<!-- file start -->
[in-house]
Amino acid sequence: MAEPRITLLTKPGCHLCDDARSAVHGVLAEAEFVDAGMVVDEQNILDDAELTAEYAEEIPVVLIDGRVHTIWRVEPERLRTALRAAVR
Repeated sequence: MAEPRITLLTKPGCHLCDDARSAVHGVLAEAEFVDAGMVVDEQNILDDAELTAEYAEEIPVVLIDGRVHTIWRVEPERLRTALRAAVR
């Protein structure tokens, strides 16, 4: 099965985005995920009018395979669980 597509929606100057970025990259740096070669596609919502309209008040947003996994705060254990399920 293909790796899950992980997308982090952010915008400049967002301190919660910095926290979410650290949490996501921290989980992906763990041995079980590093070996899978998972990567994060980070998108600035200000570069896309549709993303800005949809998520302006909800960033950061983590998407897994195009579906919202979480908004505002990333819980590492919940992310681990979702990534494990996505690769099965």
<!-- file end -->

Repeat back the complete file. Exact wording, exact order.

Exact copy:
[in-house]
Amino acid sequence: MAEPRITLLTKPGCHLCDDARSAVHGVLAEAEFVDAGMVVDEQNILDDAELTAEYAEEIPVVLIDGRVHTIWRVEPERLRTALRAAVR
Repeated sequence: MAEPRITLLTKPGCHLCDDARSAVHGVLAEAEFVDAGMVVDEQNILDDAELTAEYAEEIPVVLIDGRVHTIWRVEPERLRTALRAAVR
């Protein structure tokens, strides 16, 4: 099965985005995920009018395979669980 597509929606100057970025990259740096070669596609919502309209008040947003996994705060254990399920 293909790796899950992980997308982090952010915008400049967002301190919660910095926290979410650290949490996501921290989980992906763990041995079980590093070996899978998972990567994060980070998108600035200000570069896309549709993303800005949809998520302006909800960033950061983590998407897994195009579906919202979480908004505002990333819980590492919940992310681990979702990534494990996505690769099965």